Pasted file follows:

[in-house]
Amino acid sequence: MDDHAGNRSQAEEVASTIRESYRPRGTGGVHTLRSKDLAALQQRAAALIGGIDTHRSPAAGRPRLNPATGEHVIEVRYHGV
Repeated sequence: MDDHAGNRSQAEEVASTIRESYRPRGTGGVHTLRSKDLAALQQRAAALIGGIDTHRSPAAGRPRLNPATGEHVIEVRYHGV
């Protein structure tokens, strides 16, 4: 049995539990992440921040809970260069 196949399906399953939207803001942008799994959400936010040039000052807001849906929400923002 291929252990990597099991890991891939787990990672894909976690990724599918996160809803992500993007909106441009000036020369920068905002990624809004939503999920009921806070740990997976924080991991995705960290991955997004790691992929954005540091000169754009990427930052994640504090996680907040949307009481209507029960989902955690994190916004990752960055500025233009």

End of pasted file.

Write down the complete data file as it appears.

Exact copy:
[in-house]
Amino acid sequence: MDDHAGNRSQAEEVASTIRESYRPRGTGGVHTLRSKDLAALQQRAAALIGGIDTHRSPAAGRPRLNPATGEHVIEVRYHGV
Repeated sequence: MDDHAGNRSQAEEVASTIRESYRPRGTGGVHTLRSKDLAALQQRAAALIGGIDTHRSPAAGRPRLNPATGEHVIEVRYHGV
């Protein structure tokens, strides 16, 4: 049995539990992440921040809970260069 196949399906399953939207803001942008799994959400936010040039000052807001849906929400923002 291929252990990597099991890991891939787990990672894909976690990724599918996160809803992500993007909106441009000036020369920068905002990624809004939503999920009921806070740990997976924080991991995705960290991955997004790691992929954005540091000169754009990427930052994640504090996680907040949307009481209507029960989902955690994190916004990752960055500025233009």